Colorado Snowpack

Liquid Gold

Colorado isn’t in a water crisis as grave as California’s, but continued growth, drier conditions, and multiple other states’ rights to Colorado snowpack means the factors are present.

By Justin Patrick May 1, 2015 Published in the Summer 2015 issue of Aspen Sojourner

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Image: Courtesy: CDM

In the Roaring Fork Valley, a bountiful snowpack brings obvious upsides: happy skiers, booked hotel rooms, a ski town’s lifeblood vigorously pumping away. But the recreational importance is dwarfed by something far more fundamental: that snowpack is water. Look no further than California to see the value of a healthy blanket of snow—and the major consequences that can result from its absence. The water from Aspen’s surrounding mountains makes its way into the mouths of locals and visitors, but also over the mountains to feedlots on the Eastern Plains, multiple cities, and all the way to very thirsty California, who might send it back to us as an almond.  


Aspen is located in the Colorado River basin, whose surrounding streams and rivers naturally flow into the Colorado River, the largest river in the West. There are eight basins in the state (the Metro Basin, while a separate political entity, is part of the South Platte Basin), but the Colorado River Basin generates the most water. It begins on the western side of the continental divide near Rocky Mountain National Park and ends at the border with Utah near Grand Junction. Dozens of transmountain diversions redirect water in underground tunnels from the Colorado basin to support Front Range cities like Denver, Boulder, and Colorado Springs. 

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A clarifier at the Aspen Water Treatment Facility eliminates turbidity by separating out physical particles carried in by Maroon Creek. 


“Better than bottled” is the motto for Aspen’s top-notch water treatment facility. The plant pulls water from Maroon Creek just a few miles below the iconic Maroon Bells; its water quality is 100 on a scale of 100, according to the Environmental Protection Agency. (55 is the U.S. average.) The facility’s biggest problem is turbidity—muddiness stirred up by the rushing spring runoff. After the water is corralled into vats, enormous clarifiers spin out the silt, sand, and small particles. Then it is filtered, treated, and stored in a protected underground reservoir. In summer, about ten million gallons of drinkable water is delivered per day to the City of Aspen.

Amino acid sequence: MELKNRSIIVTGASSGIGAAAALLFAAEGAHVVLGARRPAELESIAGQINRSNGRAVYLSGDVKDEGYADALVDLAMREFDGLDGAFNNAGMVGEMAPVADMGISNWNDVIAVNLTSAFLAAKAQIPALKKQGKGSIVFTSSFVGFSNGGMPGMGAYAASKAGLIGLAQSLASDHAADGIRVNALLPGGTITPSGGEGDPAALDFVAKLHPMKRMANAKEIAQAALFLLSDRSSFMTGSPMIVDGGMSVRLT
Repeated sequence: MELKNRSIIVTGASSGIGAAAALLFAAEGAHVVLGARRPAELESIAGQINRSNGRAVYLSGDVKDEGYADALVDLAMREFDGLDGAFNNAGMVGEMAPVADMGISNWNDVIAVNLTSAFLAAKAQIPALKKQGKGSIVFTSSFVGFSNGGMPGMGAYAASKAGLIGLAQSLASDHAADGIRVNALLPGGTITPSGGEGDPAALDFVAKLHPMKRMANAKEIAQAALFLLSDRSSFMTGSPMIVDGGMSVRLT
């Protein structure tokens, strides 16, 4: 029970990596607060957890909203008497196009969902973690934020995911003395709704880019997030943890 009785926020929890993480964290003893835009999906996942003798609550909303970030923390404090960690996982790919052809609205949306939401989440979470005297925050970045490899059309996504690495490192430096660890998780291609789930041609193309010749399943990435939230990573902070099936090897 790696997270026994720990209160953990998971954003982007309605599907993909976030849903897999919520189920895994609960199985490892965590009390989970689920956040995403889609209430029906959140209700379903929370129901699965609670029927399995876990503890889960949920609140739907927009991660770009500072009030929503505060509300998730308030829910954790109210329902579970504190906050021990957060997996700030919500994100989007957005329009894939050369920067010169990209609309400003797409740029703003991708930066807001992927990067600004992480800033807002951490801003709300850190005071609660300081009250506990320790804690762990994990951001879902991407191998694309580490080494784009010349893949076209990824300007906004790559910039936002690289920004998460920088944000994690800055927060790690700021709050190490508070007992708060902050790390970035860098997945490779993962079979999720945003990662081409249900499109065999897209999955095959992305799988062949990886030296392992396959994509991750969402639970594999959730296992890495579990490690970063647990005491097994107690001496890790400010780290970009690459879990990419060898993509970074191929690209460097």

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Twin Lakes Reservoir stores water from Aspen’s nearby creeks and rivers.

Image: Mark Harvey


Since the late 1800s, infrastructure has existed to collect and divert water from the western slope—the land west of the Continental Divide—to the drier, more populated Front Range. Currently, about 600,000 acre-feet of water per year—that’s 196 billion gallons—are redirected through transmountain diversions to support urbanization and agriculture on the eastern plains. Two of the biggest diversions are located near Aspen. One is the Boustead Tunnel, which moves water from the Frying Pan River and Hunter Creek to Turquoise Reservoir. The other is the Twin Lakes Tunnel, which through a remarkable feat of engineering moves water from the Roaring Fork River headwaters near Independence Pass up and over the pass to Twin Lakes Reservoir. Both are part of the Fryingpan-Arkansas Project, named for the two rivers and authorized in 1962 by President Kennedy, which primarily benefits Colorado Springs and Pueblo. 

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Lake Mead is held back by Glen Canyon Dam to ensure a controlled release of water resources, as well as to generate electricity.


In addition to meeting its own water demands, Colorado must deliver enormous quantities of water to the lower basin states of Arizona, Nevada, and California. The Colorado River Compact, signed in 1922, requires that the upper basin states—Colorado, Wyoming, New Mexico, and Utah—collectively deliver, on average, 7.5 million acre-feet of water per year. California receives the lion’s share, about 4.5 million acre-feet, which is more water than Colorado is entitled to by law. Colorado provides most of its share through the Colorado River, which flows into Utah and is stored in Lake Powell and Lake Mead. Higher average temperatures and weaker snowpacks in the past decade, combined with growing demand, are taking their toll: Lake Powell is currently at 51 percent of capacity, and Lake Mead is at 39 percent, its lowest water level since 1935.

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The economic importance of water sports will be a focus of Colorado’s State Water Plan.


Keeping water in rivers is crucial to Colorado’s booming recreation industry. High flows are also critical for healthy aquatic ecosystems. Rafting, kayaking, fishing, and snowmaking are just some activities that require abundant water resources. Recreation generates an estimated $9.5 billion per year; reduced river flows are detrimental to business. For example, during the 2002 drought, recorded user days for commercial water-sports operations dropped by 40 percent. Balancing municipal and agricultural needs with recreation and environmental interests will be the central focus of Colorado’s first State Water Plan, a statewide policy initiative that seeks to guide resource decisions over the next decade. Agricultural use accounts for about 80 percent of water needs in the state.

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